sfrevu Logo with link to Main Page  
UK Books Received- 10/2009  Next Month / Last Month
In order to provide timely reviews, we prefer to receive Advance Reader Copies of books when possible. Send books to Gayle Surrette c/o SFRevu, 16440 Baden Westwood Road Brandywine, MD 20613

Bloomsbury Publishing PLC

Tales of Terror from the Tunnel's Mouth by Chris Priestley (Bloomsbury Publishing PLC 05 October 2009 / £10.99) - A new collection of spine-tinglers for younger (but not too young!) readers, Bloomsbury publish Chris Priestley's Tales of Terror From The Tunnel's Mouth in hardcover. This is the third such book from Priestly and is beautifully illustrated by David Roberts.

"A boy is put on a train by his stepmother to make his first journey on his own. But soon that journey turns out to be more of a challenge than anyone could have imagined as the train stalls at the mouth of a tunnel and a mysterious woman in white helps the boy while away the hours by telling him stories - stories with a difference."

The Battle of the Sun by Jeanette Winterson (Bloomsbury Publishing PLC 02 November 2009 / 10.99) - Uncorrected Proof Copy: The latest YA book from Whitbread award winner Jeanette Winterson is a sequel to her acclaimed adventure Tanglewreack. Published next month by Bloomsbury, The Battle of the Sun is "... a compelling fantasy adventure with a cast of weird and wonderful characters."

"Jack is the chosen one, the Radiant Boy the Magus needs in order to perfect the alchemy that will transform London of the 1600s into a golden city. But Jack isn't the kind of boy who will do what he is told by an evil genius, and he is soon involved in an epic and nail-biting adventure, featuring dragons, knights and Queen Elizabeth I, as he battles to save London."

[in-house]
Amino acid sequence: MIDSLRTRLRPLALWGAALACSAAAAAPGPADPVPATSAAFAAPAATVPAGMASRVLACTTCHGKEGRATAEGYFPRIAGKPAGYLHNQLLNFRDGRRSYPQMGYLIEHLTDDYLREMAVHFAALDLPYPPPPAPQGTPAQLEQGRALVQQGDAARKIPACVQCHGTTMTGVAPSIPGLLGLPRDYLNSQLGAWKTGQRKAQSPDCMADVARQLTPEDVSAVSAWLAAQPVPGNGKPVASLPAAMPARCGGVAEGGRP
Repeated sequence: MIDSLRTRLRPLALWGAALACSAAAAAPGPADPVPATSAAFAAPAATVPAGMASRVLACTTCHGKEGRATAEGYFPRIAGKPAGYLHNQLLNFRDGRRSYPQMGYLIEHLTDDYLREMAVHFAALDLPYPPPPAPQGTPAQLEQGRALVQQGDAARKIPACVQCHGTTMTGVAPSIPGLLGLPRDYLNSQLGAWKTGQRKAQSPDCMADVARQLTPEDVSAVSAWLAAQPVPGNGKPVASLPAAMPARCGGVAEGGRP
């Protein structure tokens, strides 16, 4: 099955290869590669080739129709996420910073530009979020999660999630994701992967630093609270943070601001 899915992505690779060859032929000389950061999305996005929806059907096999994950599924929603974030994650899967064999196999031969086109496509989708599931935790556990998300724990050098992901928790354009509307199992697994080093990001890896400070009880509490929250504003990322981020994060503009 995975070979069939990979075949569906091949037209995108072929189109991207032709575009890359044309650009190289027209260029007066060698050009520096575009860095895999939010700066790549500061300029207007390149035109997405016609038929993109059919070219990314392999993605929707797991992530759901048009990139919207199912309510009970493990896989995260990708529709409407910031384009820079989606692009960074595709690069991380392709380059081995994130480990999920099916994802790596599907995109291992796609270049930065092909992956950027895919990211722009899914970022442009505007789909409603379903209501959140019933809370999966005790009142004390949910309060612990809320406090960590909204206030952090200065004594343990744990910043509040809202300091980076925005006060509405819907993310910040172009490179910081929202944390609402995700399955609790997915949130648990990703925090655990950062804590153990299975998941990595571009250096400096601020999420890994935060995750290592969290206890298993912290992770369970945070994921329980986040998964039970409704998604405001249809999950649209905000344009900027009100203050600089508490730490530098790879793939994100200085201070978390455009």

The Graveyard Book by Neil Gaiman (Bloomsbury Publishing PLC 05 October 2009 / 7.99) - Neil Gaiman's multi-award winning block-buster The Graveyard Book is issued in mass market paperback. This is the first of two editions published this month by Bloomsbury and features cover and internal artwork by the amazing Dave McKean. We're rerunning our review by Marcus Gipps of the original hard cover release. (see review)

The Graveyard Book by Neil Gaiman (Bloomsbury Publishing PLC 05 October 2009 / 6.99) - This equally impressive edition, the second of Bloomsbury's releases of Gaiman's loudly applauded novel The Graveyard Book features cover and internal art by Chris Ridell. Check out the dedicated web site for the book here.